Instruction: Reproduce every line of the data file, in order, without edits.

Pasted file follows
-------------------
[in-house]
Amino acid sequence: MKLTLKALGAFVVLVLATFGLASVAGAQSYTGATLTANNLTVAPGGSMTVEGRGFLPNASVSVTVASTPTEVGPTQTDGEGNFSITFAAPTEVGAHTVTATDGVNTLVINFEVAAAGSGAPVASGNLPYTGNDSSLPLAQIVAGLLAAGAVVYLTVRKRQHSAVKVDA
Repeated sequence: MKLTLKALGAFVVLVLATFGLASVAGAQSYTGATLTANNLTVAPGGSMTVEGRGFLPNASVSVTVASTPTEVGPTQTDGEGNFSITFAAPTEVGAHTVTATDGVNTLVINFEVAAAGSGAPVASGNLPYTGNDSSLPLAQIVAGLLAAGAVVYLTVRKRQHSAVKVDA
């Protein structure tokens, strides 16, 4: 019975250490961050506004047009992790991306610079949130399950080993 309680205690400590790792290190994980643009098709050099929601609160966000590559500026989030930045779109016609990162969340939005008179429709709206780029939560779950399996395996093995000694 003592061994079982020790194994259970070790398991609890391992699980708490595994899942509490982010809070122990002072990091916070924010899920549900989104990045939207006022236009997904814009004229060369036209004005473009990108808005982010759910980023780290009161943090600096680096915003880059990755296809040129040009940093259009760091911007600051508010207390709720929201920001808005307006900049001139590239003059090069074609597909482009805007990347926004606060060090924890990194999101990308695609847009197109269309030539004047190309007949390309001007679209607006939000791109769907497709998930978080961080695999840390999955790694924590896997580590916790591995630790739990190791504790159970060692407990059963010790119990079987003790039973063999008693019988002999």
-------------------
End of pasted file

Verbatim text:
[in-house]
Amino acid sequence: MKLTLKALGAFVVLVLATFGLASVAGAQSYTGATLTANNLTVAPGGSMTVEGRGFLPNASVSVTVASTPTEVGPTQTDGEGNFSITFAAPTEVGAHTVTATDGVNTLVINFEVAAAGSGAPVASGNLPYTGNDSSLPLAQIVAGLLAAGAVVYLTVRKRQHSAVKVDA
Repeated sequence: MKLTLKALGAFVVLVLATFGLASVAGAQSYTGATLTANNLTVAPGGSMTVEGRGFLPNASVSVTVASTPTEVGPTQTDGEGNFSITFAAPTEVGAHTVTATDGVNTLVINFEVAAAGSGAPVASGNLPYTGNDSSLPLAQIVAGLLAAGAVVYLTVRKRQHSAVKVDA
């Protein structure tokens, strides 16, 4: 019975250490961050506004047009992790991306610079949130399950080993 309680205690400590790792290190994980643009098709050099929601609160966000590559500026989030930045779109016609990162969340939005008179429709709206780029939560779950399996395996093995000694 003592061994079982020790194994259970070790398991609890391992699980708490595994899942509490982010809070122990002072990091916070924010899920549900989104990045939207006022236009997904814009004229060369036209004005473009990108808005982010759910980023780290009161943090600096680096915003880059990755296809040129040009940093259009760091911007600051508010207390709720929201920001808005307006900049001139590239003059090069074609597909482009805007990347926004606060060090924890990194999101990308695609847009197109269309030539004047190309007949390309001007679209607006939000791109769907497709998930978080961080695999840390999955790694924590896997580590916790591995630790739990190791504790159970060692407990059963010790119990079987003790039973063999008693019988002999």